Sarah Kendall, 39

An award-winning Australian comedian and writer, Kendall lives in London with her British husband, the comedy writer Henry Naylor. They have two children

What's bizarre about my friendship with Nina is that we must have known each other for at least a decade before we became friends. We'd bump into each other on the circuit from time to time, and back in 2003 she took the lead role in my husband's play, Finding Bin Laden. She used to come to the flat for rehearsals, but because it was my husband's thing, I never really felt a part of it and so I didn't get involved. I just went out.

Then one day, at the Edinburgh Festival, where we were both performing, we said hello and one of us suggested we take our kids to the park. When you do the festival and you've got kids, your day is unavoidably arranged around them. Suddenly we bonded. I think we both learnt that we were similar in many ways. I don't open up very quickly with new people. I'm rather standoffish. I don't mean to be; it's just how I am. But that afternoon, it's like we decided to open up to each other, and clicked.

There is often camaraderie among female comedians, and when you're a mother, too, you find that you complain to each other because you're in the trenches together. It's a bonding thing to know that someone else is going through the same thing you are.

I'm very open with Nina, I'll tell her anything, and I do tend to send her rather rude, blunt text messages. Come to think of it, I should probably delete a lot of those messages because I wouldn't want them to end up in the wrong hands…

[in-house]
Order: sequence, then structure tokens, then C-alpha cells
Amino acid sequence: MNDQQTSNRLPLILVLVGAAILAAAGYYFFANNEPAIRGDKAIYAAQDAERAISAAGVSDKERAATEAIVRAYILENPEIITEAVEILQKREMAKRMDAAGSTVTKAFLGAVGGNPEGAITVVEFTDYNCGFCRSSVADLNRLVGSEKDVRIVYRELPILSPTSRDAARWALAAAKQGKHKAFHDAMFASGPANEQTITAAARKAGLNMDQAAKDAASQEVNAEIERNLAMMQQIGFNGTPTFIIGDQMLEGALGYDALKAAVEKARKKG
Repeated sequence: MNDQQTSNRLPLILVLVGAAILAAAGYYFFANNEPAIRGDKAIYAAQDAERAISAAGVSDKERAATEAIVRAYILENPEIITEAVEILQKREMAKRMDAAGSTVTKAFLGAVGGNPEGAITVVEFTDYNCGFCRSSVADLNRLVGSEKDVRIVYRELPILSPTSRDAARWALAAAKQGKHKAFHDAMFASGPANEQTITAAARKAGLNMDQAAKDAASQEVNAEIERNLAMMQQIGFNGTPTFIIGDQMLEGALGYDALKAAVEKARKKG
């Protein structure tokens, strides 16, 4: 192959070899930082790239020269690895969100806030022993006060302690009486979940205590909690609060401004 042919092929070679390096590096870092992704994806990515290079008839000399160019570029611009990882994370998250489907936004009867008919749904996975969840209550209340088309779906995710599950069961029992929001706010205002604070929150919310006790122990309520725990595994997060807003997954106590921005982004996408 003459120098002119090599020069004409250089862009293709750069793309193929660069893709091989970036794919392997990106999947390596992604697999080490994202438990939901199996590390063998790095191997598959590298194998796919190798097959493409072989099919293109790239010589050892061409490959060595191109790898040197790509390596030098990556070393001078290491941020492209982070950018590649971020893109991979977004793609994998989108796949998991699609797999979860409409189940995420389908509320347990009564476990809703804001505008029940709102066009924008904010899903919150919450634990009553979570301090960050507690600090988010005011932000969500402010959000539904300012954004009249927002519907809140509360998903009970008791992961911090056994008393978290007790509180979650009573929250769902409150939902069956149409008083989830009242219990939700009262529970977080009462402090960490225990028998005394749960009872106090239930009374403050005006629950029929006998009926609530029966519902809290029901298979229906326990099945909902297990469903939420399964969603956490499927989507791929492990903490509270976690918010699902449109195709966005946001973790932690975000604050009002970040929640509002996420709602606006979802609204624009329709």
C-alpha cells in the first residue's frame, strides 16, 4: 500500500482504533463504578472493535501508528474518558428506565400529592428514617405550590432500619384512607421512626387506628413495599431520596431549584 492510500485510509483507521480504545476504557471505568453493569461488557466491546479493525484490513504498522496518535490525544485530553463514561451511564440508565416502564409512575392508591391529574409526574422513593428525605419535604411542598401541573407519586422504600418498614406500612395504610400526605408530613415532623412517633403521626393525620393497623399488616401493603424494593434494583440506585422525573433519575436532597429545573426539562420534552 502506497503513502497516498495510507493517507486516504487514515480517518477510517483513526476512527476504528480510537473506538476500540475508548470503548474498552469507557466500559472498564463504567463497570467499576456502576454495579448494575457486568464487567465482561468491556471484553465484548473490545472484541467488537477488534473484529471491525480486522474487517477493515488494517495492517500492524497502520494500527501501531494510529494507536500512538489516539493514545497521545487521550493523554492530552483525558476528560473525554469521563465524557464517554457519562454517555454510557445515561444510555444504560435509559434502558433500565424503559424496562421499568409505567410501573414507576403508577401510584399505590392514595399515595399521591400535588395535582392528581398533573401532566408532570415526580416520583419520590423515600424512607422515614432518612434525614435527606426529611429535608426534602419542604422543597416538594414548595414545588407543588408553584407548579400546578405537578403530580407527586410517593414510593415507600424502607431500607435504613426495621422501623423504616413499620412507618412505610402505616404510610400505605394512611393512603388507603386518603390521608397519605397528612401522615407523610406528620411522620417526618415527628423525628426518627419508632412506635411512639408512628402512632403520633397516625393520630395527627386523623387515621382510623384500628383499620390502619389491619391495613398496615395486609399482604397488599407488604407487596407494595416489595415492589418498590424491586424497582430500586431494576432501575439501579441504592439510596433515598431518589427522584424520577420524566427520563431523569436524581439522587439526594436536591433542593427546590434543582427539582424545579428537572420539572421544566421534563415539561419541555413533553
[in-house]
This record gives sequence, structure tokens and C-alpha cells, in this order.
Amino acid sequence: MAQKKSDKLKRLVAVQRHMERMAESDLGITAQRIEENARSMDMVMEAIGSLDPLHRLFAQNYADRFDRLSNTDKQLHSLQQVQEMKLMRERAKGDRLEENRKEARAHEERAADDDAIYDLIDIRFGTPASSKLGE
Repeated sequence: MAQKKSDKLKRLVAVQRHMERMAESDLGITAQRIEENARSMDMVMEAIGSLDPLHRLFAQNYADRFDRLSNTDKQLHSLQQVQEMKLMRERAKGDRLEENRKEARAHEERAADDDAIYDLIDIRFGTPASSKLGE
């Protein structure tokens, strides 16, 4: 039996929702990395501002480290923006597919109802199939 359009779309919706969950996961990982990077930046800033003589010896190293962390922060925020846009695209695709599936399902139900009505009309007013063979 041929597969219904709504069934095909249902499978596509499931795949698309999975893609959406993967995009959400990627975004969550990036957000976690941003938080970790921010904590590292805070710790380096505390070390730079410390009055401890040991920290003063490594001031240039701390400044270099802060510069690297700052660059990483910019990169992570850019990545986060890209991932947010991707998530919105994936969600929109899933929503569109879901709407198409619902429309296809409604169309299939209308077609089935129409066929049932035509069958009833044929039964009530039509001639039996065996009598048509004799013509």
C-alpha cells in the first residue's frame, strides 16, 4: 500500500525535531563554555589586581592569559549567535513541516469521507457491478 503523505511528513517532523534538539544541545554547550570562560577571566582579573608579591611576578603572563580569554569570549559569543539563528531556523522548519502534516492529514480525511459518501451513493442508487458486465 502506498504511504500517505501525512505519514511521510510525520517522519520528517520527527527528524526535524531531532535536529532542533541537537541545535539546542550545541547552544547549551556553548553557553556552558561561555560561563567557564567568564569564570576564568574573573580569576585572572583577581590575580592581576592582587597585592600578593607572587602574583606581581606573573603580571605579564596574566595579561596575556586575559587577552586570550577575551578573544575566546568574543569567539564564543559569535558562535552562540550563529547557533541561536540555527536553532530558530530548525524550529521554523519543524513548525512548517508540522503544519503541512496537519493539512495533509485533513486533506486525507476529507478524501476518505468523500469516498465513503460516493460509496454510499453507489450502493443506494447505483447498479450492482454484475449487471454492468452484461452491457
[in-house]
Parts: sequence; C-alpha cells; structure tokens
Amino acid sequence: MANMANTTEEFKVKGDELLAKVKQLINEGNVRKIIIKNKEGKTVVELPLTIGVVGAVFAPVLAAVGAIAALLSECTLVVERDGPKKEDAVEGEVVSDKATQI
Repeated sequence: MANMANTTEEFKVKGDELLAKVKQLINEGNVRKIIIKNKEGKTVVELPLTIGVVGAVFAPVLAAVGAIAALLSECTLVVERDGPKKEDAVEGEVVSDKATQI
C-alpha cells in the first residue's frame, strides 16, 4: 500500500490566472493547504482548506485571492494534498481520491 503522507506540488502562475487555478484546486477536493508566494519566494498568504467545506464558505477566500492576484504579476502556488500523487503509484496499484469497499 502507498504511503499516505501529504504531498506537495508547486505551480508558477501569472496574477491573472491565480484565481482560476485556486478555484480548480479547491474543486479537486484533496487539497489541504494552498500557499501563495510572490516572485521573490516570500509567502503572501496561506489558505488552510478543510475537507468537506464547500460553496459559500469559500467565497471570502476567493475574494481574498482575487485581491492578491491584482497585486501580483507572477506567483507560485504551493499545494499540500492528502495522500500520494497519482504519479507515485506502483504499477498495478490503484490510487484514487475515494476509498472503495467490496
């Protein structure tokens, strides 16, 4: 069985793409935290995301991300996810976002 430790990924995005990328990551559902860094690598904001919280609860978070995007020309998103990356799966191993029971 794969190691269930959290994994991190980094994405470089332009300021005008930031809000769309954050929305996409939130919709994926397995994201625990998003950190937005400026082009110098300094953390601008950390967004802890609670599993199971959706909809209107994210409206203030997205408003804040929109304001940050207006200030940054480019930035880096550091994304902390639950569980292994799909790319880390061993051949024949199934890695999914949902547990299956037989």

My work is very heavily scripted, so I'm amazed at all the risks Nina takes improvising. She's a marvel, really, because improvising is tightrope stuff; it's putting yourself on the line. Often when you watch a fellow comedian at work, you know the machinery of what they are doing, so you appreciate it more than you love it. But watching Nina, I'm as swept up as the rest of the audience, and I laugh and laugh.

The truth is we hardly ever see each other. She's in north London, I'm south, it's hard to meet in the middle, what with everything else we have going on. That's why we rely so heavily on text messages. But even in this way she comes across as so nice. I really think her niceness shines through everything she does.

Having said that, I might have had a gutful of her niceness, her looks and charm by now. I'm not actually sure the friendship's sustainable any more. I'm going to tell her that. Not in person, of course. I'll text her.

'Nina Conti: In Your Face' is at London's Criterion Theatre (criterion-theatre.co.uk) from Thursday to 12 March; 'Sarah Kendall: A Day in October' is at London's Soho Theatre (sohotheatre.com) until Saturday